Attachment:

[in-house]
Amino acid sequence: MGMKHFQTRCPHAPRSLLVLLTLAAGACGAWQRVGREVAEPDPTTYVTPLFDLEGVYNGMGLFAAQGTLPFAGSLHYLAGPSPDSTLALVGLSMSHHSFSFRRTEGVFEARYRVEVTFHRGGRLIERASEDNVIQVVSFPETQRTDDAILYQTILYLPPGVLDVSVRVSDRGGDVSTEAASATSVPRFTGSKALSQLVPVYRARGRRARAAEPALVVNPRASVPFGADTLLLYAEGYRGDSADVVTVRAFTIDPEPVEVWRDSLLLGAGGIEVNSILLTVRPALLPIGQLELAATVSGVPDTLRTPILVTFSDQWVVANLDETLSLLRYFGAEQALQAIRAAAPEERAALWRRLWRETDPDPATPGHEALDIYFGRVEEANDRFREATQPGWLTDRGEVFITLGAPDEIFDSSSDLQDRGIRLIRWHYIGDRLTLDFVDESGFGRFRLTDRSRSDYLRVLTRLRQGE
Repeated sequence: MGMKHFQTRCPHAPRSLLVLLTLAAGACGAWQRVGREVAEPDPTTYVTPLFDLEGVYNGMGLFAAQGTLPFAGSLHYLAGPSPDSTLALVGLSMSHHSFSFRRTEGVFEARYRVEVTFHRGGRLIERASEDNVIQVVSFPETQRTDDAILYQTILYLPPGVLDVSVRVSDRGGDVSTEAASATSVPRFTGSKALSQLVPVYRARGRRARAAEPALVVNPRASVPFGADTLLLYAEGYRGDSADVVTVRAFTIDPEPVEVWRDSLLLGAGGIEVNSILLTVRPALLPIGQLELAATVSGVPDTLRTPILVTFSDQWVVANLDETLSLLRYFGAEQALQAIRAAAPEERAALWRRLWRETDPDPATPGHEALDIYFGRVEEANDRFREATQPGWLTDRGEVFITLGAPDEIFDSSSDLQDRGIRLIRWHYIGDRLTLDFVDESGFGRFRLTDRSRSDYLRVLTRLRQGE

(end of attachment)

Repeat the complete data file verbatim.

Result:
[in-house]
Amino acid sequence: MGMKHFQTRCPHAPRSLLVLLTLAAGACGAWQRVGREVAEPDPTTYVTPLFDLEGVYNGMGLFAAQGTLPFAGSLHYLAGPSPDSTLALVGLSMSHHSFSFRRTEGVFEARYRVEVTFHRGGRLIERASEDNVIQVVSFPETQRTDDAILYQTILYLPPGVLDVSVRVSDRGGDVSTEAASATSVPRFTGSKALSQLVPVYRARGRRARAAEPALVVNPRASVPFGADTLLLYAEGYRGDSADVVTVRAFTIDPEPVEVWRDSLLLGAGGIEVNSILLTVRPALLPIGQLELAATVSGVPDTLRTPILVTFSDQWVVANLDETLSLLRYFGAEQALQAIRAAAPEERAALWRRLWRETDPDPATPGHEALDIYFGRVEEANDRFREATQPGWLTDRGEVFITLGAPDEIFDSSSDLQDRGIRLIRWHYIGDRLTLDFVDESGFGRFRLTDRSRSDYLRVLTRLRQGE
Repeated sequence: MGMKHFQTRCPHAPRSLLVLLTLAAGACGAWQRVGREVAEPDPTTYVTPLFDLEGVYNGMGLFAAQGTLPFAGSLHYLAGPSPDSTLALVGLSMSHHSFSFRRTEGVFEARYRVEVTFHRGGRLIERASEDNVIQVVSFPETQRTDDAILYQTILYLPPGVLDVSVRVSDRGGDVSTEAASATSVPRFTGSKALSQLVPVYRARGRRARAAEPALVVNPRASVPFGADTLLLYAEGYRGDSADVVTVRAFTIDPEPVEVWRDSLLLGAGGIEVNSILLTVRPALLPIGQLELAATVSGVPDTLRTPILVTFSDQWVVANLDETLSLLRYFGAEQALQAIRAAAPEERAALWRRLWRETDPDPATPGHEALDIYFGRVEEANDRFREATQPGWLTDRGEVFITLGAPDEIFDSSSDLQDRGIRLIRWHYIGDRLTLDFVDESGFGRFRLTDRSRSDYLRVLTRLRQGE